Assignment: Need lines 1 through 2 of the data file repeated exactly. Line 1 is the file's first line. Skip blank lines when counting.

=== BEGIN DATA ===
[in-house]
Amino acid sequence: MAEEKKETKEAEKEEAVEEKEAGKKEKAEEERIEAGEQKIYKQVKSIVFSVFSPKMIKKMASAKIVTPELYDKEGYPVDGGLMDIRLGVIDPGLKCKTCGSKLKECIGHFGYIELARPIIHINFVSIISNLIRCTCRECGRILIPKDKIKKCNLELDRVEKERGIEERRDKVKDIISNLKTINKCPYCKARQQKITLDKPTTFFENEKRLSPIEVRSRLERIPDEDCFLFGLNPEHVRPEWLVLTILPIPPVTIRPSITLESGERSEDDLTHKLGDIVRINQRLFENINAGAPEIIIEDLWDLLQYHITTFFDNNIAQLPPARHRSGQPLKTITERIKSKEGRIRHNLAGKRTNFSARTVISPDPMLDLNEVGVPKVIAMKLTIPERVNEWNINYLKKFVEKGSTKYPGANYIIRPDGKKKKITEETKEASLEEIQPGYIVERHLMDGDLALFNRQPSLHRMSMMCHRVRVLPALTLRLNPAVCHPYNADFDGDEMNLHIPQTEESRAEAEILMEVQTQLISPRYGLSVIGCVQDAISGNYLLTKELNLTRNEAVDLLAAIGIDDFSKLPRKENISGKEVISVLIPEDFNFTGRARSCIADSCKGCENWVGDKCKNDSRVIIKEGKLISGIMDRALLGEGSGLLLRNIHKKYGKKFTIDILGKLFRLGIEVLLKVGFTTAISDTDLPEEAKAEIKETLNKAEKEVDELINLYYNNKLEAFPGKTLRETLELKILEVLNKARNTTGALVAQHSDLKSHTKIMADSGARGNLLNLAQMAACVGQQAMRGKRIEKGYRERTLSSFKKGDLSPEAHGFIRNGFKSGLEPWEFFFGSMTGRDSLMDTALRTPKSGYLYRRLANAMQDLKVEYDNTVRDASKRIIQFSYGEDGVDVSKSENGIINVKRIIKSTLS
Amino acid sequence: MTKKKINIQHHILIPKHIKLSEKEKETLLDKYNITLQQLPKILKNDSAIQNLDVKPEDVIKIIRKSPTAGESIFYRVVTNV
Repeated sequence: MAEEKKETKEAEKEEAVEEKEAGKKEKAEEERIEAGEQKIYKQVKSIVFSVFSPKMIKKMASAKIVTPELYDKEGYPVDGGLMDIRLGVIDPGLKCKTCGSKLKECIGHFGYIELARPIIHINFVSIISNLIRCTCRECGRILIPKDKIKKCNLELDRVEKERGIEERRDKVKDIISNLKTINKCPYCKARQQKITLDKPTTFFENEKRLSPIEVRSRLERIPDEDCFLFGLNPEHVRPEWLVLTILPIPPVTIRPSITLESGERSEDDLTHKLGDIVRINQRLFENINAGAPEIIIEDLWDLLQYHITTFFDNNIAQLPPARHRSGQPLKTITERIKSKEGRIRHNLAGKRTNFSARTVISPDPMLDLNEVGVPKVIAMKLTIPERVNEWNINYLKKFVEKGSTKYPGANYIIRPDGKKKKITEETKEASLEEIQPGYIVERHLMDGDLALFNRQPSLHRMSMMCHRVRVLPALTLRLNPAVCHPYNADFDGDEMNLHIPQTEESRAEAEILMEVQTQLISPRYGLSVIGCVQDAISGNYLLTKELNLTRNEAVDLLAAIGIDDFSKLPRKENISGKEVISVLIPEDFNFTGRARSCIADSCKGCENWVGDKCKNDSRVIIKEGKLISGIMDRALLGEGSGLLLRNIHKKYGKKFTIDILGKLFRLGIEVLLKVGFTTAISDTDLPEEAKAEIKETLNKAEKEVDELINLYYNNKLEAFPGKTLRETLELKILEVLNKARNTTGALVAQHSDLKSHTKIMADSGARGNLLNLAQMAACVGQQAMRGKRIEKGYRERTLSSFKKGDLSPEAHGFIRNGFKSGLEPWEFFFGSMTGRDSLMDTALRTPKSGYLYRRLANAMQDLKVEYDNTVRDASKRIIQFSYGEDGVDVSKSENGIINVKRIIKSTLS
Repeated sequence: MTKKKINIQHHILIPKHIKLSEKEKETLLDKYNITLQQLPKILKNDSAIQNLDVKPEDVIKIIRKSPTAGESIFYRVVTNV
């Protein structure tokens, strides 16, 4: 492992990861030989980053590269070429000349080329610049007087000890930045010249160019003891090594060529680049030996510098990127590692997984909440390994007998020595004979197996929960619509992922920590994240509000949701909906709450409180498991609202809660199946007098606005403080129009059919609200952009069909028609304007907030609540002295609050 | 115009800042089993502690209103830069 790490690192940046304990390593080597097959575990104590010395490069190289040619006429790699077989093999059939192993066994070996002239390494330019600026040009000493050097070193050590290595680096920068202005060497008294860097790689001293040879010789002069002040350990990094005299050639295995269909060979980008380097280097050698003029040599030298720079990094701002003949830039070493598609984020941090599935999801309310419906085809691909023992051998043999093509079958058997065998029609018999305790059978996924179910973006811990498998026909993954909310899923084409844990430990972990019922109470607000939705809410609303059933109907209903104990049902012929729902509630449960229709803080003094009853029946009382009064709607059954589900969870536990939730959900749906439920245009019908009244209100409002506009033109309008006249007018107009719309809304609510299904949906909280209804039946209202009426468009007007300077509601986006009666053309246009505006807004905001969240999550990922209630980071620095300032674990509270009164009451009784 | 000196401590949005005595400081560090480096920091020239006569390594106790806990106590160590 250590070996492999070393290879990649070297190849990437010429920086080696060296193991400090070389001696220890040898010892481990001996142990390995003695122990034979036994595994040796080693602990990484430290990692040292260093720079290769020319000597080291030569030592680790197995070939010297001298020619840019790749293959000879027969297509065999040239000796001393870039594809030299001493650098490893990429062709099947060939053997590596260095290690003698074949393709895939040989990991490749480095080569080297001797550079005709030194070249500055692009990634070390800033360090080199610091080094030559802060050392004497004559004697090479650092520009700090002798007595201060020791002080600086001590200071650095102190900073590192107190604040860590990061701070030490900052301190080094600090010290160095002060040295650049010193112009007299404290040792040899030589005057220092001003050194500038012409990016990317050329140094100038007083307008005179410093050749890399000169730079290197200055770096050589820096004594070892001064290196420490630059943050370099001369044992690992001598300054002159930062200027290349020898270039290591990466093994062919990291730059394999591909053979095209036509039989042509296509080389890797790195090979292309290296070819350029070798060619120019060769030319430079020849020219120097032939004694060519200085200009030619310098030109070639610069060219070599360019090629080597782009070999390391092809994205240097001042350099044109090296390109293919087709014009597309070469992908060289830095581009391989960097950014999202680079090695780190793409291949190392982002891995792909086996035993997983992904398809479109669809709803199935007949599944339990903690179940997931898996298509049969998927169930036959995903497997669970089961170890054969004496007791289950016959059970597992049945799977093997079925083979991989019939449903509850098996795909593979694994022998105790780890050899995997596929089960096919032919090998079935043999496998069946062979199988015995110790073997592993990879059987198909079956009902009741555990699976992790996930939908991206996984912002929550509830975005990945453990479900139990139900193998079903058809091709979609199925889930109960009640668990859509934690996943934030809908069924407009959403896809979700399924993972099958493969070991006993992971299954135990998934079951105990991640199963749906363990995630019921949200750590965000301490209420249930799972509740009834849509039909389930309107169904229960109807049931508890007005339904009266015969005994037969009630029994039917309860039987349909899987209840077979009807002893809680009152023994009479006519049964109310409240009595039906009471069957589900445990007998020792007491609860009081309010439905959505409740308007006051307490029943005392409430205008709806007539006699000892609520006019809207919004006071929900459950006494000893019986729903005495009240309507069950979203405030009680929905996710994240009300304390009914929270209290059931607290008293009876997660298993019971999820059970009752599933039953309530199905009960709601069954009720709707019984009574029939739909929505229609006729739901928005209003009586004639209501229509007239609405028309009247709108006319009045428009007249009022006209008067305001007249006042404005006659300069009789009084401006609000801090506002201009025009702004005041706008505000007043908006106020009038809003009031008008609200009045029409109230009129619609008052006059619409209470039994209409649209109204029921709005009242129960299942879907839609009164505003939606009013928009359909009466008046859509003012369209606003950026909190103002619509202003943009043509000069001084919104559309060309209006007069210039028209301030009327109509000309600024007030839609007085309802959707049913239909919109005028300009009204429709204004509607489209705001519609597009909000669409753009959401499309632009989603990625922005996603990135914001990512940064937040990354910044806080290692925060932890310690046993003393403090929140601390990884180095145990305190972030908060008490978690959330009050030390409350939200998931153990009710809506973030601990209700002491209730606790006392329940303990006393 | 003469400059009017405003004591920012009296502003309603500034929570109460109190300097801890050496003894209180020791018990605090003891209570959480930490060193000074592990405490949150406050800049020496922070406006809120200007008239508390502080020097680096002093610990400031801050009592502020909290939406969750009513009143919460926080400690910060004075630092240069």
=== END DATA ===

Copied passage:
[in-house]
Amino acid sequence: MAEEKKETKEAEKEEAVEEKEAGKKEKAEEERIEAGEQKIYKQVKSIVFSVFSPKMIKKMASAKIVTPELYDKEGYPVDGGLMDIRLGVIDPGLKCKTCGSKLKECIGHFGYIELARPIIHINFVSIISNLIRCTCRECGRILIPKDKIKKCNLELDRVEKERGIEERRDKVKDIISNLKTINKCPYCKARQQKITLDKPTTFFENEKRLSPIEVRSRLERIPDEDCFLFGLNPEHVRPEWLVLTILPIPPVTIRPSITLESGERSEDDLTHKLGDIVRINQRLFENINAGAPEIIIEDLWDLLQYHITTFFDNNIAQLPPARHRSGQPLKTITERIKSKEGRIRHNLAGKRTNFSARTVISPDPMLDLNEVGVPKVIAMKLTIPERVNEWNINYLKKFVEKGSTKYPGANYIIRPDGKKKKITEETKEASLEEIQPGYIVERHLMDGDLALFNRQPSLHRMSMMCHRVRVLPALTLRLNPAVCHPYNADFDGDEMNLHIPQTEESRAEAEILMEVQTQLISPRYGLSVIGCVQDAISGNYLLTKELNLTRNEAVDLLAAIGIDDFSKLPRKENISGKEVISVLIPEDFNFTGRARSCIADSCKGCENWVGDKCKNDSRVIIKEGKLISGIMDRALLGEGSGLLLRNIHKKYGKKFTIDILGKLFRLGIEVLLKVGFTTAISDTDLPEEAKAEIKETLNKAEKEVDELINLYYNNKLEAFPGKTLRETLELKILEVLNKARNTTGALVAQHSDLKSHTKIMADSGARGNLLNLAQMAACVGQQAMRGKRIEKGYRERTLSSFKKGDLSPEAHGFIRNGFKSGLEPWEFFFGSMTGRDSLMDTALRTPKSGYLYRRLANAMQDLKVEYDNTVRDASKRIIQFSYGEDGVDVSKSENGIINVKRIIKSTLS